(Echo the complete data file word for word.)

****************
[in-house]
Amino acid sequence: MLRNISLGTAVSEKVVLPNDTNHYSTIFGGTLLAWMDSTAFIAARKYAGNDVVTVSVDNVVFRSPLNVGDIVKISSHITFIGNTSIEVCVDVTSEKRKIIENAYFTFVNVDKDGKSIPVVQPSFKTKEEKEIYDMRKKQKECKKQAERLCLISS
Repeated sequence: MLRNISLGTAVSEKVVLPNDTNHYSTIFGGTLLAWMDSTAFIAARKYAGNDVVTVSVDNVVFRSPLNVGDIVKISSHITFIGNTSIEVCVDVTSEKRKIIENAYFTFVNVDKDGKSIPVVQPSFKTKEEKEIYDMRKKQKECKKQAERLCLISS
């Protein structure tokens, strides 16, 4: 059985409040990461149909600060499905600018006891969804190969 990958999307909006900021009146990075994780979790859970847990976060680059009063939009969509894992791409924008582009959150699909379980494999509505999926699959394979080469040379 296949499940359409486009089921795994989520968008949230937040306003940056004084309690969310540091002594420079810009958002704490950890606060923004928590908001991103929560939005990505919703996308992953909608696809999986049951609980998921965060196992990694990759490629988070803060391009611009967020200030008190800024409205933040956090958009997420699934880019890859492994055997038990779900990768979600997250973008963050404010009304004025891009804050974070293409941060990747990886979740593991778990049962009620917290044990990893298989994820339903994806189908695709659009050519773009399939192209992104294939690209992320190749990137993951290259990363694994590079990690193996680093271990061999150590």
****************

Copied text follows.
[in-house]
Amino acid sequence: MLRNISLGTAVSEKVVLPNDTNHYSTIFGGTLLAWMDSTAFIAARKYAGNDVVTVSVDNVVFRSPLNVGDIVKISSHITFIGNTSIEVCVDVTSEKRKIIENAYFTFVNVDKDGKSIPVVQPSFKTKEEKEIYDMRKKQKECKKQAERLCLISS
Repeated sequence: MLRNISLGTAVSEKVVLPNDTNHYSTIFGGTLLAWMDSTAFIAARKYAGNDVVTVSVDNVVFRSPLNVGDIVKISSHITFIGNTSIEVCVDVTSEKRKIIENAYFTFVNVDKDGKSIPVVQPSFKTKEEKEIYDMRKKQKECKKQAERLCLISS
């Protein structure tokens, strides 16, 4: 059985409040990461149909600060499905600018006891969804190969 990958999307909006900021009146990075994780979790859970847990976060680059009063939009969509894992791409924008582009959150699909379980494999509505999926699959394979080469040379 296949499940359409486009089921795994989520968008949230937040306003940056004084309690969310540091002594420079810009958002704490950890606060923004928590908001991103929560939005990505919703996308992953909608696809999986049951609980998921965060196992990694990759490629988070803060391009611009967020200030008190800024409205933040956090958009997420699934880019890859492994055997038990779900990768979600997250973008963050404010009304004025891009804050974070293409941060990747990886979740593991778990049962009620917290044990990893298989994820339903994806189908695709659009050519773009399939192209992104294939690209992320190749990137993951290259990363694994590079990690193996680093271990061999150590």